Maybe the final third of Machine Gun Kelly’s set at the Xcel Energy Center last night was brilliant. Maybe his encore was James-Brown-at-the-Apollo-level stunning. The clod whose hour-plus of pop-punk plod sent me out the door with at least a half hour to go? Maybe he revealed himself as a master showman, so that the tedium that preceded was not just excused, but thoroughly justified. I’ll never know.
Based on the evidence I gathered, I have my doubts.
I’m not in the habit of ducking out of shows I review, and I’ve certainly stuck it out through worse. But there was just something so dispiriting about the 32-year-old Kelly’s packed St. Paul concert. It wasn’t just the predictability of the music: pop punk as streamlined to cliché by the Warped Tour two decades ago, with single riffs that repeat precisely as the bass hits the tonic of each chord, all but drowned out by the drums. It wasn’t just his over-reliance on backing tracks, musically and vocally. It wasn’t just his smug little homilies about believing in yourself no matter what “the internet” says about you. It wasn’t even just the fact that everyone around me was digging it so much. It’s just that none of it even feels worth complaining about.
With a set of cheekbones you could slit your wrists on and the hipless waistline of a ten-year-old boy, Colson Baker has been a potential star in search of the right galaxy to showcase him for a decade now. Enter Blink 182’s (and everyone else’s) drummer Travis Barker, the punkest Karadashian, who whammo-blammoed the former rapper to pop-punk celebrity with his 2020 genre-switcheroo, Tickets to My Downfall. But like all whiners, this just gave Kelly more to complain about. His success should have been overnight; he should be universally admired. Last night the man who somehow made tongue-wrestling Megan Fox seem unerotic reminded us that all that was holding him back for years was his absolute dearth of charisma.
The show’s visual excesses were klutzier than they were breathtaking. The night began with video clips of two MGK “characters.” One was the rocker himself, in need of rescue, because he was trapped in a cardboard box. “I think the internet put me in a box,” he explained. (Apologies to anyone who heard me groan aloud.) The other was his rescuer, the mustachioed pilot of what turned out to be a massive pink chopper. Impressive only in the fact that someone went ahead and actualized this dumb idea, the copter hovered above the crowd till it reached the back of the room, where MGK escaped his box and began his performance clinging to a ladder like he was escaping Saigon.
Mostly, though, this was a straightforward rock show. The stage was a sharply titled circular chessboard filled with assorted rocker-looking rockers. Kelly ripped his pants at one point, and made quite a deal out of the exposed flesh without ever seeming flirty or sexy. When he introduced the band, his guitarist played part of the closing solo of “Purple Rain.” But really, this is all just easy listening pop-rock for Warped lifers, as musically reassuring and unthreatening as, oh, Steve Winwood’s ’80s hits were to your parents.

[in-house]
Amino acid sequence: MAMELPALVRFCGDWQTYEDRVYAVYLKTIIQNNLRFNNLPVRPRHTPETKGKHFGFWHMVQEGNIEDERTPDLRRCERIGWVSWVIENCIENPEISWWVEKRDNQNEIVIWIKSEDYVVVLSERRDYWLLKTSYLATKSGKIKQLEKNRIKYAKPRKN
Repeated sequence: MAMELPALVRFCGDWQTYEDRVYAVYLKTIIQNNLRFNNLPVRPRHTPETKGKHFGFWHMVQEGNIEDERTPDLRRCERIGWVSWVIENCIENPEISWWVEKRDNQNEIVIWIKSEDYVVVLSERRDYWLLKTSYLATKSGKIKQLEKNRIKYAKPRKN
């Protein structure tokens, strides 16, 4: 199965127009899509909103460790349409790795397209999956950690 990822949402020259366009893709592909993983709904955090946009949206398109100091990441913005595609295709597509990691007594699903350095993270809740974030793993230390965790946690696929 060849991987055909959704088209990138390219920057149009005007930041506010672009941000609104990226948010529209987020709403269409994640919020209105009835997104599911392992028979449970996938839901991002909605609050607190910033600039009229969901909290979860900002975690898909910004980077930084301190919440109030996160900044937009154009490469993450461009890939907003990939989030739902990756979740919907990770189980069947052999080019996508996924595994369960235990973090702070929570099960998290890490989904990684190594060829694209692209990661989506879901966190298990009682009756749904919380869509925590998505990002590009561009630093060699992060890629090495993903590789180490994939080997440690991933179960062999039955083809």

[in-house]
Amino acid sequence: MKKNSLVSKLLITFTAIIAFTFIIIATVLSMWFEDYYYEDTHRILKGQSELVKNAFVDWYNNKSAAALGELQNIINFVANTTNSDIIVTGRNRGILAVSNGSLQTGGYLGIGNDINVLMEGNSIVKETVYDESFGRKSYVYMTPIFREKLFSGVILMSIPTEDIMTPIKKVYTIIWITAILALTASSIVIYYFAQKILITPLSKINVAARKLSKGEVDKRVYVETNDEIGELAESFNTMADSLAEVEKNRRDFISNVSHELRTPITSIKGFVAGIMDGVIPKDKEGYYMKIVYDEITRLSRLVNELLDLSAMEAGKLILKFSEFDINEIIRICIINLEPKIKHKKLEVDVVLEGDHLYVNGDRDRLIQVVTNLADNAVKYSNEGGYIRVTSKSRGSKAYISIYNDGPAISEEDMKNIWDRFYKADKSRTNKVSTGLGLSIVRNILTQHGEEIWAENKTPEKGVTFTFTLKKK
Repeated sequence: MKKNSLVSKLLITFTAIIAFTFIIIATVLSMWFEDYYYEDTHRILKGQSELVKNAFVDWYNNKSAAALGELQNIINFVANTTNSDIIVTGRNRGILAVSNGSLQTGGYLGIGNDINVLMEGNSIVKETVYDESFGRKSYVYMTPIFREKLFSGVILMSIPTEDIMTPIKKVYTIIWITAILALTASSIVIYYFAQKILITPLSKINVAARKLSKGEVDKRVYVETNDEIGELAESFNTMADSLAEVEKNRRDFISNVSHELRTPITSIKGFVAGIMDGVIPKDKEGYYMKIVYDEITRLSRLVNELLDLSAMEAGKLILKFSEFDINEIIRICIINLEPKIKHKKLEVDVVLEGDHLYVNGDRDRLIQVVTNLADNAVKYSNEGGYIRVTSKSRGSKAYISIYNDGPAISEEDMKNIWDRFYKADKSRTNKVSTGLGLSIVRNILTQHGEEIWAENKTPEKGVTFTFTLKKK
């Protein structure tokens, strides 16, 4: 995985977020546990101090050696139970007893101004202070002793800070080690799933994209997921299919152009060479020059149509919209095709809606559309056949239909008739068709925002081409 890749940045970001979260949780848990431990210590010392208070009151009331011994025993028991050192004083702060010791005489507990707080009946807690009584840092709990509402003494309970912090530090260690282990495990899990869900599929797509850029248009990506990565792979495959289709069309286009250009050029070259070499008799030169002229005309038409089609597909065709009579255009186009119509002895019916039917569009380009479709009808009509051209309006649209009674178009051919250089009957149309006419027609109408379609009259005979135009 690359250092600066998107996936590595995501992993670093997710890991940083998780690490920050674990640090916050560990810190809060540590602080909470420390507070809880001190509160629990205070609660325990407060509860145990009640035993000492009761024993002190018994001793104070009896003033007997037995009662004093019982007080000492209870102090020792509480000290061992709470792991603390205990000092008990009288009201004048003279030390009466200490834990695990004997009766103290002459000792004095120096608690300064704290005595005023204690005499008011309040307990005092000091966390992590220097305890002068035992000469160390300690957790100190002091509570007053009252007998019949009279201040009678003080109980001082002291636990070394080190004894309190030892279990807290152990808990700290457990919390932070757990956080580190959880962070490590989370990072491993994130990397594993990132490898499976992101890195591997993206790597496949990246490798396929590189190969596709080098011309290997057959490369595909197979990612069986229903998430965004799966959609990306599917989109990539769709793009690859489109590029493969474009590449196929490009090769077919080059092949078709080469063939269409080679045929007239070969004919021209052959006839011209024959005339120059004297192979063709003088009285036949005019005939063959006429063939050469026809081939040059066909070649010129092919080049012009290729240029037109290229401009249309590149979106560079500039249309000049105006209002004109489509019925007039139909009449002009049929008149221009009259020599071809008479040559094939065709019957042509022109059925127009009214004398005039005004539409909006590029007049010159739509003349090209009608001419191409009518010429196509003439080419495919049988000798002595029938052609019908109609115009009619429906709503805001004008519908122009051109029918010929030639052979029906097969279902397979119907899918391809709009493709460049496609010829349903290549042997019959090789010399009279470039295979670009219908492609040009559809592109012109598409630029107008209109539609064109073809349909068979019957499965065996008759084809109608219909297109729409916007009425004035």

But Stevie never demanded our love. Which brings us to Kelly’s “provocative” new album title, Mainstream Sellout. (With an anarchy symbol subbing for an A, natch.) What could that phrase possibly mean to anyone under 30 today? With underground culture decimated by hip-hop’s capitalist realism, pop’s no-alternative juggernaut, and big tech’s reduction of art to a loss leader, the phrase lacks even an ironic punch. Who’s he even supposed to be taunting? Is your dad gonna force feed you side five of Sandinista when you get home as punishment?
Then again, MGK’s whole deal these days is that the world is against him, which is a very cool thing for a teen to feel but a matter that an adult should address with a licensed professional. Worse still, it’s not even the world that’s out to get him, but “the internet,” which was embodied last night (I shit you not) by a giant inflatable humanoid with a monitor for a head. “If the internet was right about Machine Gun Kelly, when the lights go on there would be nobody here,” he declared at one point. I’m no logician, but I see some flaws in that syllogism.
As for lyrics: “I used to have a soul until I threw it away,” “you sold your soul,” “I’d rather be a freak,” “alienate me,” “breakups are entertaining,” “I’m damaged/Please don’t fix me.” You get the idea. Then there’s sex and drugs, indulgences Kelly sings about without enjoying. His idea of hot sex is acting like an asshole and then calling his lover crazy. There’s assuring kids that everyone has dark moments, and there’s lying to kids that their lives are more hopeless than they are because it makes you feel sexy and famous.
I should also mention opener Avril Lavigne (a sad phrase to see in 2022), who bopped back out to duet with Kelly on her mediocre new song “Bois Lie.” (She also lit a two-foot facsimile of a joint for him.) Her earlier performance was enthusiastically received and short as hell—five quick songs that flatteringly reduced her career to its peaks.
I never found out if the chopper came back for Kelly. Reviewers with more commitment to their professional obligations (or maybe just reviewers with bosses) tell me the giant scary internet man eventually deflated. I’m sure there was plenty more about how we—the big, bad media—hate him.
To which I can only say: